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The King and the Tennis Ball


Pictured: Rafael Goldstein. Photo by Craig Schwartz.

By Bridgette Ramirez
March 12, 2018

Did you know tennis balls can start a war? Just ask King Henry. At the beginning of Henry V, the prince of France sends Henry an insulting message via a bag of tennis balls that he is unfit to be king and is better off playing games and goofing around like he did during his youth. The French prince’s taunt proves the final impetus Henry needs to declare war on France and make his claim to the crown.

Meanwhile, for Resident Artist Rafael Goldstein, tennis balls have played a big role for him long before he was cast as Henry. For years, he has incorporated a tennis ball into his warmup routine before rehearsals and performances.  “The tennis ball has always been a part of my process in the lead-up to a show,” says Rafael. “It helps when I’m memorizing a script, finding rhythms and such; keeps me focused on the moment at hand rather than planning what I might do in the moments to come; hones my reflexes, both verbal and manual; and definitely helps with stress-reduction.”

Who knew a tennis ball had so many uses?  An instigator of war, an object of scorn, and a lucky talisman for both Rafael and his character Henry, the tennis ball has never experienced so much limelight before.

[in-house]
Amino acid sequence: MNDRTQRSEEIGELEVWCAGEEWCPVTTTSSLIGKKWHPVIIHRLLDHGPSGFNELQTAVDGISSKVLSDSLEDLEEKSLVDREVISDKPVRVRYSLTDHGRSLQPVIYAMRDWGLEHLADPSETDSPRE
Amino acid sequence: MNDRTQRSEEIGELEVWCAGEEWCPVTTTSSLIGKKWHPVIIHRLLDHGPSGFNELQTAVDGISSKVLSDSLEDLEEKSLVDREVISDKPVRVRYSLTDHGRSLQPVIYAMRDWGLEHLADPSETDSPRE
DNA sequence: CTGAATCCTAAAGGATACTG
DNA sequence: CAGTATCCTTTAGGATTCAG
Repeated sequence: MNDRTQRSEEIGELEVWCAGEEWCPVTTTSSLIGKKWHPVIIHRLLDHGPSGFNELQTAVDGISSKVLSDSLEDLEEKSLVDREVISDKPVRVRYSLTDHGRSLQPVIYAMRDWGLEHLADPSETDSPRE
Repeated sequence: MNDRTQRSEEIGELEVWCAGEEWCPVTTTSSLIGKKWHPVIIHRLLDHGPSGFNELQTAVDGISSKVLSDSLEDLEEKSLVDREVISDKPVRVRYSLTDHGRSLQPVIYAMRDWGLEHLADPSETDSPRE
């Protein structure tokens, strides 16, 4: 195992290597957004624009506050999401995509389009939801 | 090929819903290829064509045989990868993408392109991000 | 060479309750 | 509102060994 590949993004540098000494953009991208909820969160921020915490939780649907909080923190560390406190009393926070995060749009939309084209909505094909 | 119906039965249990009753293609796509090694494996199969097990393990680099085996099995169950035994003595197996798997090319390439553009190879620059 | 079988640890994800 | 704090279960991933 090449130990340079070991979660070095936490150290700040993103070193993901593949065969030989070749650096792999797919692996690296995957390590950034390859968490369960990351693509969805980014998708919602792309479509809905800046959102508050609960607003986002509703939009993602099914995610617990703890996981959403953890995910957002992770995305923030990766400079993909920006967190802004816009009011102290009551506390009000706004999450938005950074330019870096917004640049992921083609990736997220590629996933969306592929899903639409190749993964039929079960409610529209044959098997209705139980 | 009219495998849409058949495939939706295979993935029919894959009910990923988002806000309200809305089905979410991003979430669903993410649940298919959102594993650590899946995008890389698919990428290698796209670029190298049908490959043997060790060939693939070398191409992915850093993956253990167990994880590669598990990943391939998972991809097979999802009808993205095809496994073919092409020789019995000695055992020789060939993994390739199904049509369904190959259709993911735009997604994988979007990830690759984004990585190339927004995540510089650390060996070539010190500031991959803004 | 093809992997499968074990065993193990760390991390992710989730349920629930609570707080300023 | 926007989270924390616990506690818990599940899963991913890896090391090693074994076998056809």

Now returning from a brief hiatus, Henry V is ready to come back louder, stronger, and fiercer than ever. Buy tickets now!

Want a taste of Shakespeare before you see the show? Read Henry’s scathing response to the Prince of France after receiving the “tun of treasure.”

His present and your pains we thank you for
When we have march’d our rackets to these balls,
We will, in France, by God’s grace, play a set
Shall strike his father’s crown into the hazard.
Tell him he hath made a match with such a wrangler
That all the courts of France will be disturb’d
With chaces. And we understand him well,
How he comes o’er us with our wilder days,
Not measuring what use we made of them.

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